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Kagawa returns to changed landscape at high-flying United

by Andrew Mckirdy

Shinji Kagawa will not have expected anything to come easy when he joined Manchester United last summer, but having returned from injury over the holiday period to a team that has been winning in his absence, the forward will have to work overtime to establish himself at Old Trafford.

Kagawa completed 65 minutes of United’s 2-0 victory over West Bromwich Albion on Dec. 29, marking an end to a two-month spell on the sidelines after a knee injury interrupted his promising start to life with the English giants. A substitute appearance against Wigan Athletic followed before a full 90-minute stint in last Saturday’s F.A. Cup draw with West Ham United, but the 23-year-old will need more games under his belt before he can return to the level of performance that offered a glimpse of what he was capable of early on in the season.

Kagawa announced his arrival in the Premier League with a series of fine displays capped by goals against Fulham and Tottenham Hotspur, suggesting the first Japanese player ever to appear for United would have little difficulty finding his feet after joining from Borussia Dortmund over the summer. Injuries have no respect for timing, however, and with United currently seven points clear at the top of the table thanks to an attack that has been firing on all cylinders while Kagawa watched from the stands, nailing down a regular place in the starting lineup now looks a much more difficult prospect.

Kagawa can at least take reassurance from his experiences in Germany, where a brilliant first season with Dortmund in 2010-11 was curtailed by a broken foot suffered on international duty at the Asian Cup in Qatar. The forward made a tentative start to the following campaign as he felt his way back into action, but soon hit his stride to lead the Ruhr club to its second straight championship and attract the attention of Europe’s most glamorous suitors.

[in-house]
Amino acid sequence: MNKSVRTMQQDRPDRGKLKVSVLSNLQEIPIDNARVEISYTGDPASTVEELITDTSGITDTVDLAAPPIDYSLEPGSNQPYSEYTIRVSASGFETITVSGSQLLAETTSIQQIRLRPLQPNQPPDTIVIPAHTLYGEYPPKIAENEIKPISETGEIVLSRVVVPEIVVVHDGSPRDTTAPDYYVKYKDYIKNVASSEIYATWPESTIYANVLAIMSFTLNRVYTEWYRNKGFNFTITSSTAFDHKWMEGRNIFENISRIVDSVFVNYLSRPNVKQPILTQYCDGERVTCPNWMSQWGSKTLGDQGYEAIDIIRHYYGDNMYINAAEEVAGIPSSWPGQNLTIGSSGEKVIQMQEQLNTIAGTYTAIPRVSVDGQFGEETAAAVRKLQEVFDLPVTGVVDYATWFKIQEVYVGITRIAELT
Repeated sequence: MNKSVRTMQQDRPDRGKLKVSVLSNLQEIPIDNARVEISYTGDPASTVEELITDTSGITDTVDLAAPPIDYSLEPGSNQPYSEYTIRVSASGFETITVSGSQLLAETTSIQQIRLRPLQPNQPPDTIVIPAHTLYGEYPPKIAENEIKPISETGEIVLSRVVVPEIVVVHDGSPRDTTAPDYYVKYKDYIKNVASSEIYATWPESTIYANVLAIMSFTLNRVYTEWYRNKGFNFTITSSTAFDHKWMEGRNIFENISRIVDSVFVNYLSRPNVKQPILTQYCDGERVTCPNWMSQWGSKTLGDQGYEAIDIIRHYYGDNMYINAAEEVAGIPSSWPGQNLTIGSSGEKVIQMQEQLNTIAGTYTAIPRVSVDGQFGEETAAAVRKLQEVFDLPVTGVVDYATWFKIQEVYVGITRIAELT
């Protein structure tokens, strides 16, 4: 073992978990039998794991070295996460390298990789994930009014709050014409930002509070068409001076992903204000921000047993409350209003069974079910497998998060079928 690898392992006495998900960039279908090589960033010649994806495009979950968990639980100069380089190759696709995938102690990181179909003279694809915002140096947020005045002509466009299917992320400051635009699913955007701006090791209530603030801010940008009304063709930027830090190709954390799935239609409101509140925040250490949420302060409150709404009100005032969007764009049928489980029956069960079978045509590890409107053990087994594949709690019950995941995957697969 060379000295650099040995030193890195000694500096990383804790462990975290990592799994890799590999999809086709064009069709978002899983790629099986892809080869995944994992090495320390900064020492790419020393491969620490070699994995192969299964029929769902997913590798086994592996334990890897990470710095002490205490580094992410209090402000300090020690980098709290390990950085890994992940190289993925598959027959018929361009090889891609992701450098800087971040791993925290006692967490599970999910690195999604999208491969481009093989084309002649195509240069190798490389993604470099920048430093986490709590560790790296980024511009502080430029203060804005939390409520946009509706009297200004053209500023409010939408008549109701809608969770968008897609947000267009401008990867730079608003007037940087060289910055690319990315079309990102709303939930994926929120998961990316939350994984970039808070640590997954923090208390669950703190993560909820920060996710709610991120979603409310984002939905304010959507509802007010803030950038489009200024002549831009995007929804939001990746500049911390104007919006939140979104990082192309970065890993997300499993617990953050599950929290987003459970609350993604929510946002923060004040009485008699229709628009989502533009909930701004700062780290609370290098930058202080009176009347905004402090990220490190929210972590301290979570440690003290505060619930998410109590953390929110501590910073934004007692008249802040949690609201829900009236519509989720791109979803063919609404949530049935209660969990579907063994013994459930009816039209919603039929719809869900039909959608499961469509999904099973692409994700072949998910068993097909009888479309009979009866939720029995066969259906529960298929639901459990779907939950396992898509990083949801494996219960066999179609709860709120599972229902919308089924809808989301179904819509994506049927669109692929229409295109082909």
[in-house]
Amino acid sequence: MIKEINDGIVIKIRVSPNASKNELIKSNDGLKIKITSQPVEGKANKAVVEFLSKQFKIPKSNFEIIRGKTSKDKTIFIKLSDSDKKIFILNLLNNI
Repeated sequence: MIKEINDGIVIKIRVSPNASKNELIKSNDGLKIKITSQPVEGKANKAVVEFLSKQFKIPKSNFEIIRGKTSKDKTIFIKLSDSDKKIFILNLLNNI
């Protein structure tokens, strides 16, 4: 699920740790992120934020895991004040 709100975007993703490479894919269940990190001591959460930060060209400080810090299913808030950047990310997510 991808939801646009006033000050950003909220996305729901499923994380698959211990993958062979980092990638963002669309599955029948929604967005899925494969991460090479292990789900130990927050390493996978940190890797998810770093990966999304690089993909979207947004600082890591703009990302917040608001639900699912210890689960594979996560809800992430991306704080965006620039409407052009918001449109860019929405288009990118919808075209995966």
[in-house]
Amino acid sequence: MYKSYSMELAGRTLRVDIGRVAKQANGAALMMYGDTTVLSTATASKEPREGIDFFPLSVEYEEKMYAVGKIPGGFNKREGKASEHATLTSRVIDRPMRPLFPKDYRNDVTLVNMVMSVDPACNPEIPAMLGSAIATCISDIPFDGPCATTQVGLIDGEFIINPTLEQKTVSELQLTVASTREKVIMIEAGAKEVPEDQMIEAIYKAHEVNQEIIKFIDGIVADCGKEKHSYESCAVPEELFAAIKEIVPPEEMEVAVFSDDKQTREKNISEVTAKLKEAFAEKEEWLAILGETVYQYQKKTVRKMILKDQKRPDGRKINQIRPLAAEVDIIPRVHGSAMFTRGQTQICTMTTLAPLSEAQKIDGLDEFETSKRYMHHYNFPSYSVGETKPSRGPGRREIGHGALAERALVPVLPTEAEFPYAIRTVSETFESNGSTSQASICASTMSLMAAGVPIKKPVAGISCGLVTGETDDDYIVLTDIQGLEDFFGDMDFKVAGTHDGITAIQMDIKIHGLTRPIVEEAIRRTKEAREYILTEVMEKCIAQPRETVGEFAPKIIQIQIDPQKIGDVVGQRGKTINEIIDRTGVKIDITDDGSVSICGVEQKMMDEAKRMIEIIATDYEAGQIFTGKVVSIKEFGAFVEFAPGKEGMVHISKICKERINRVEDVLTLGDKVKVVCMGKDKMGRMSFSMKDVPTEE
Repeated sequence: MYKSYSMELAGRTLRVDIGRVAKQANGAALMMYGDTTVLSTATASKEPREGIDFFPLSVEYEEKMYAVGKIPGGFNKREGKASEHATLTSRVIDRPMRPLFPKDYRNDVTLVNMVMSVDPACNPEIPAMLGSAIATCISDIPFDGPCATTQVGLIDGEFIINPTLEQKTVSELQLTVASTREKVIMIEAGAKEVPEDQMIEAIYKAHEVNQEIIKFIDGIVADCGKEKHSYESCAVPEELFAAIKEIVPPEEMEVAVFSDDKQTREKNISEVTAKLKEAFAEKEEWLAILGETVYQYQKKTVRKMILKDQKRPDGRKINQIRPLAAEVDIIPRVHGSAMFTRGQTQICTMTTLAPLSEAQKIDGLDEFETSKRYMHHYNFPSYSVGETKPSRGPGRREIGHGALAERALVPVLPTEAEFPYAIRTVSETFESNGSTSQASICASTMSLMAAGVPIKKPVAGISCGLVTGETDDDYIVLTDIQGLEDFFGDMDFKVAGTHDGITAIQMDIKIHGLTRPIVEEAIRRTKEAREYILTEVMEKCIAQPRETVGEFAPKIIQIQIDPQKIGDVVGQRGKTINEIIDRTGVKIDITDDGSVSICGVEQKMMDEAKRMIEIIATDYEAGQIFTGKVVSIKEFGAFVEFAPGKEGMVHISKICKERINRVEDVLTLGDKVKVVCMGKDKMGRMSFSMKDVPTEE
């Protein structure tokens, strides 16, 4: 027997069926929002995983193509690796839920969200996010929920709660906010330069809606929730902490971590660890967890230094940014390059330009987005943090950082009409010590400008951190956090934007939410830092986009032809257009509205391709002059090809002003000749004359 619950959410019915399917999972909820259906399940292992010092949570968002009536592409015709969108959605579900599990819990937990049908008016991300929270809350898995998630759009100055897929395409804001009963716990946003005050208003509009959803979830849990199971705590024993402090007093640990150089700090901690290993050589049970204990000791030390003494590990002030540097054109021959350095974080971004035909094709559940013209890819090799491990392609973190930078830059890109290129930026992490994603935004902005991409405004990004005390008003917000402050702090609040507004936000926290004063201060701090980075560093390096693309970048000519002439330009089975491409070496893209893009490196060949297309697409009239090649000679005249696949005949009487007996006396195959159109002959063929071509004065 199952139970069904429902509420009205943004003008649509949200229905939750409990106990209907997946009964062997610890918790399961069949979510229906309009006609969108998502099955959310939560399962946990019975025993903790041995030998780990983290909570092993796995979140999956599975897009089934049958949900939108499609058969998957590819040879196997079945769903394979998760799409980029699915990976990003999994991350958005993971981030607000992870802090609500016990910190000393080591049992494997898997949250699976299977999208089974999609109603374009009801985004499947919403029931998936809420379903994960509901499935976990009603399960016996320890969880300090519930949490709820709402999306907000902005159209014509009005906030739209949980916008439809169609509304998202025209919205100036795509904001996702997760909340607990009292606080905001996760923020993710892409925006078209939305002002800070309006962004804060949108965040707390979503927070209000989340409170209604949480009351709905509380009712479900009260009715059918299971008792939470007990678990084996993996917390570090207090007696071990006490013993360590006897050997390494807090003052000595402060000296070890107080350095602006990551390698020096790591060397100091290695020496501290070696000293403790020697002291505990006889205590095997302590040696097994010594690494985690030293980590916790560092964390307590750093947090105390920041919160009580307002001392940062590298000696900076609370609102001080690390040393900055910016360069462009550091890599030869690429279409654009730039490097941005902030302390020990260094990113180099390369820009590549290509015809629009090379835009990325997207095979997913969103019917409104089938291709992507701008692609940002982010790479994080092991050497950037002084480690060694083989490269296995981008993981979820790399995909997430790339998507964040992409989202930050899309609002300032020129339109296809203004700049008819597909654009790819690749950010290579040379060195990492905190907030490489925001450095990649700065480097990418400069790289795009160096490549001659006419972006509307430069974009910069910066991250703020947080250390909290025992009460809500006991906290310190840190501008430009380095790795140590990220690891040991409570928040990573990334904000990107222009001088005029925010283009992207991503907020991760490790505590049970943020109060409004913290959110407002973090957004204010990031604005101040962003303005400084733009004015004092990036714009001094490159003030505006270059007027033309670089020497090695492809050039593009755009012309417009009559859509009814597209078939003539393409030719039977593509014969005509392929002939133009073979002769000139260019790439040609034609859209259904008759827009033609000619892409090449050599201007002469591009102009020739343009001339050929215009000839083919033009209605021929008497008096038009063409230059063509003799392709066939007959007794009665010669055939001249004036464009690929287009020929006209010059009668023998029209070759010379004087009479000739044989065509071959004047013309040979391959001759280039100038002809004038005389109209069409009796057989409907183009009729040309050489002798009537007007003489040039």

The competition for attacking places at Old Trafford is significantly fiercer than it was at Dortmund, however, with Robin van Persie in imperious form, Javier Hernandez restored to his predatory best, and a host of internationals such as Wayne Rooney, Danny Welbeck and Ashley Young all vying for manager Alex Ferguson’s attention. Kagawa had to be content with a midfield berth far deeper than he prefers against West Ham, and the result was not encouraging with the former Cerezo Osaka man unable to exert any real influence on a game that largely passed him by.

That is understandable given his lack of match sharpness, and Ferguson’s tendency to shuffle his lineup and tactics on a regular basis means Kagawa will undoubtedly get his chance to reprise the central playmaking role he performed so well at Dortmund. For all the attacking riches at Ferguson’s disposal, Kagawa’s subtlety, guile and deftness of touch give the manager an option that no one else in his squad can provide, and one that could give United the edge in the more cerebral environment of the Champions League.

Kagawa clearly has the talent to make himself an integral part of the Old Trafford machinery, and his low-key start could yet work to his advantage if the spotlight on others such as Van Persie allows him to bed in with the minimum of fuss.

But for now the feeling is one of frustration. Arriving at one of the world’s biggest clubs with the responsibility of providing the creative spark was always going to make Kagawa’s job difficult, and being denied the confidence boost that comes with a smooth start has certainly not helped his cause.

Not for the first time in his career, Kagawa will have to do it the hard way.